Forgotten number
Of your telephone: That which
I once rang by heart.

As it is also Thesaurus Thursday today, let me give you the definition of “Love” from “The Devil’s Dictionary” by Ambrose Bierce (1911), the eText of which is available on line here

LOVE, n. A temporary insanity curable by marriage or by removal of the patient from the influences under which he incurred the disorder. This disease, like caries and many other ailments, is prevalent only among civilized races living under artificial conditions; barbarous nations breathing pure air and eating simple food enjoy immunity from its ravages. It is sometimes fatal, but more frequently to the physician than to the patient.


“Of all acts of man repentance is the most divine. The greatest of all faults is to be conscious of none.” - Thomas Carlyle
Today is Ash Wednesday, which in the Western Christian churches marks the first day of the season of Lent. Lent begins 40 days prior to Easter (with Sundays not included in the count). Lent is when many Christians prepare for Easter by observing a period of fasting, repentance, moderation and spiritual discipline. In many cases, this has been reduced to a symbolic act where one consciously gives up something they enjoy: “I’m not having any chocolate for Lent” or “I’m going to become a vegetarian for the Lent period”.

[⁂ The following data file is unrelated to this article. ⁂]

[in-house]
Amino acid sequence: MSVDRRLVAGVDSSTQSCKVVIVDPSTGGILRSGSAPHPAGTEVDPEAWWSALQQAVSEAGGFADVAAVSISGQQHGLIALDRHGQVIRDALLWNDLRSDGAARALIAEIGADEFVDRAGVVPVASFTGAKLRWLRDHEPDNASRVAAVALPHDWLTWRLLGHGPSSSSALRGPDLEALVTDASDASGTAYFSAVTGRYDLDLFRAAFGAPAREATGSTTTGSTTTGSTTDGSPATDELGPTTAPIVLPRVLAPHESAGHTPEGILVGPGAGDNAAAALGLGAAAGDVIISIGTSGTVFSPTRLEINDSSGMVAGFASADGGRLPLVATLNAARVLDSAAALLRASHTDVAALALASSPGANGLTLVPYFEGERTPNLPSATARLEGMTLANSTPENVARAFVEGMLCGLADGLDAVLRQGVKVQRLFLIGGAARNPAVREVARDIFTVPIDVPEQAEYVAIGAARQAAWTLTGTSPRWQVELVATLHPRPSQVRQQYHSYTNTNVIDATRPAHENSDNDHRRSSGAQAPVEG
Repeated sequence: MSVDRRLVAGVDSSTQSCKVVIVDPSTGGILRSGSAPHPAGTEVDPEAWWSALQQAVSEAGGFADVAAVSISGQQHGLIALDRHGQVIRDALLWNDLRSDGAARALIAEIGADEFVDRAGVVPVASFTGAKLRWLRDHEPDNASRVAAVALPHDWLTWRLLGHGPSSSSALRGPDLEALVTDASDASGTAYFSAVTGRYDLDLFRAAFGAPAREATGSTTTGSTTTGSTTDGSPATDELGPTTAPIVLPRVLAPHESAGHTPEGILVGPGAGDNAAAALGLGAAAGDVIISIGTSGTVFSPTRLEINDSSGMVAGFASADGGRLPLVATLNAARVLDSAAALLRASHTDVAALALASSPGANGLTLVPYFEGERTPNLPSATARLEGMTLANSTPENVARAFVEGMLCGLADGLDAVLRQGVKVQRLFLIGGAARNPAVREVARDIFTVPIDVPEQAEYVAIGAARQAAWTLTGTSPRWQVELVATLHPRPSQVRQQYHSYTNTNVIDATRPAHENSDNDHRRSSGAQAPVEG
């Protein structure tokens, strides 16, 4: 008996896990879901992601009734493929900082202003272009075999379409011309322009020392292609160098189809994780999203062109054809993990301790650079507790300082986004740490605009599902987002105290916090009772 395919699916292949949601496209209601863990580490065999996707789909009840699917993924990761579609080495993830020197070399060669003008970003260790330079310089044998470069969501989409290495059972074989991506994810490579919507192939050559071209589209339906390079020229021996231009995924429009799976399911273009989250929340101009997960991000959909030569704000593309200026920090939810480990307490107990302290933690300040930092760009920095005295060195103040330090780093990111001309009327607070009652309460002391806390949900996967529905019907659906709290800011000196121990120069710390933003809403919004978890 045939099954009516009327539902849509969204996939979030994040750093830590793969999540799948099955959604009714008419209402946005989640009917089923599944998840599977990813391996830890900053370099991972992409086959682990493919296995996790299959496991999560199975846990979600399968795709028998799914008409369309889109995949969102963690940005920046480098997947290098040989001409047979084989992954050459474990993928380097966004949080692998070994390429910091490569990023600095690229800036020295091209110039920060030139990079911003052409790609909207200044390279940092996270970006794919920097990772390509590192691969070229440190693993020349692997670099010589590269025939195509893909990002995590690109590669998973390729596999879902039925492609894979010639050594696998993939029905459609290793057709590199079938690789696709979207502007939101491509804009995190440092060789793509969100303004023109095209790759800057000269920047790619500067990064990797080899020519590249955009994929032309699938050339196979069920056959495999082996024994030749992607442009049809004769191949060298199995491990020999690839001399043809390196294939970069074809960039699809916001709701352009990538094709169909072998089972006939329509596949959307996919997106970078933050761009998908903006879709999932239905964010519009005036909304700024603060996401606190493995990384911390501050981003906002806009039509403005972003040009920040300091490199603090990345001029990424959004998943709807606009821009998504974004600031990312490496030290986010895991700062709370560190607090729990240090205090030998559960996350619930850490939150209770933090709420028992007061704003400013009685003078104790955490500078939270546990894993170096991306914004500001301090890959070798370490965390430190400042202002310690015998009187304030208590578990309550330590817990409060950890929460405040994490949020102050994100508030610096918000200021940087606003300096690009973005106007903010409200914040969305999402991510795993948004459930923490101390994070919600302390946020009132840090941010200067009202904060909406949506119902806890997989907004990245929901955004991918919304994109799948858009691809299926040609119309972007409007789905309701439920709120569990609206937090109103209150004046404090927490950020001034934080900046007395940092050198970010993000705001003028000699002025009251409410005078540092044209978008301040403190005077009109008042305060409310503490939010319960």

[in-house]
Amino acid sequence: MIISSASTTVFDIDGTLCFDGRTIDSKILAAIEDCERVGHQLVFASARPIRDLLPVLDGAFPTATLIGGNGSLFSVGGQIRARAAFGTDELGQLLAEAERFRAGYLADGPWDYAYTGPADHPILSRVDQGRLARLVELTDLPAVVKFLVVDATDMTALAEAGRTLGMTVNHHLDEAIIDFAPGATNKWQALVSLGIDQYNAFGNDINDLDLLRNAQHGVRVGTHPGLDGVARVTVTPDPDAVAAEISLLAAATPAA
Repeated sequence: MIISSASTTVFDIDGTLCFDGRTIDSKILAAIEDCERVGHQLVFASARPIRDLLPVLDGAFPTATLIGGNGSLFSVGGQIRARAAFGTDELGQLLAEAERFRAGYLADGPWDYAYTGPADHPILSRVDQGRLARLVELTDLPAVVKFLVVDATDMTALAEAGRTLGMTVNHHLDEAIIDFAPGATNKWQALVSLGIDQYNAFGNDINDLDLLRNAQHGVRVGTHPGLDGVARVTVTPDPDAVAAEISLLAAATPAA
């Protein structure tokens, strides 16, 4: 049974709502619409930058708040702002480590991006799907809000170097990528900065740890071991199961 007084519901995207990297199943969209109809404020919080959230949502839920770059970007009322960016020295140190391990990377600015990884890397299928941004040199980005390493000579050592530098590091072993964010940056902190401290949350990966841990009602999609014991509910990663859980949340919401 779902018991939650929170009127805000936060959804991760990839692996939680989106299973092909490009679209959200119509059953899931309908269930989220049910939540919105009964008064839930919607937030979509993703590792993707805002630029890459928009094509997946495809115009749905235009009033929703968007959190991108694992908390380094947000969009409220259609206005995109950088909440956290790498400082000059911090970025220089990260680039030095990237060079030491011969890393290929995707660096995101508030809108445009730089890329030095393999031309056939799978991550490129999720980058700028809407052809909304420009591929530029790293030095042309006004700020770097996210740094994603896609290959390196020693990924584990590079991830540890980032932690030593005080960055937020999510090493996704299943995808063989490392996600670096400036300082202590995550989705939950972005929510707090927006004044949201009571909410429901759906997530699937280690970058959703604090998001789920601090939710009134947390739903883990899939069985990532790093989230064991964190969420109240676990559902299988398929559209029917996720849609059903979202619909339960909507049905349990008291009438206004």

In church, during some Ash Wednesday masses or services, the priest will lightly rub the sign of the cross with ashes onto the foreheads of worshipers. Ash Wednesday and Lent are mostly observed by the Lutheran, Methodist, Presbyterian and Anglican denominations, but also most importantly by the Roman Catholics. The Bible does not mention Ash Wednesday or the custom of Lent, however, the practice of repentance and mourning rituals with ashes is found in 2 Samuel 13:19; Esther 4:1; Job 2:8; Daniel 9:3; and Matthew 11:21.

Eastern Orthodox churches observe the Great Lent, during the 6 weeks or 40 days preceding Palm Sunday with fasting continuing during the Holy Week of Orthodox Easter, bringing the Lenten period to seven weeks. Lent for Eastern Orthodox churches begins on Monday (called “Clean Monday”) and Ash Wednesday is not observed. This year, the beginning of the Great Lent for Orthodox churches is on the 27th February. The Greek Orthodox church calls the Great Lent “Megále Saracosté” to distinguish it from the Lesser Lent, which is observed before Christmas.

The discrepancy in the start of Lent between Western and Eastern churches occurs as the Orthodox faith follows a modified Julian calendar to establish the date of Easter each year and Easter must fall after Passover, so it does not always or often coincide with the date of Easter in other faiths, which is calculated according to the Gregorian Calendar. In 2012, Western Church Easter is celebrated on the 8th April, while the Eastern Church celebrates Easter the following Sunday, April 15th.

Tuesday, 21 February 2012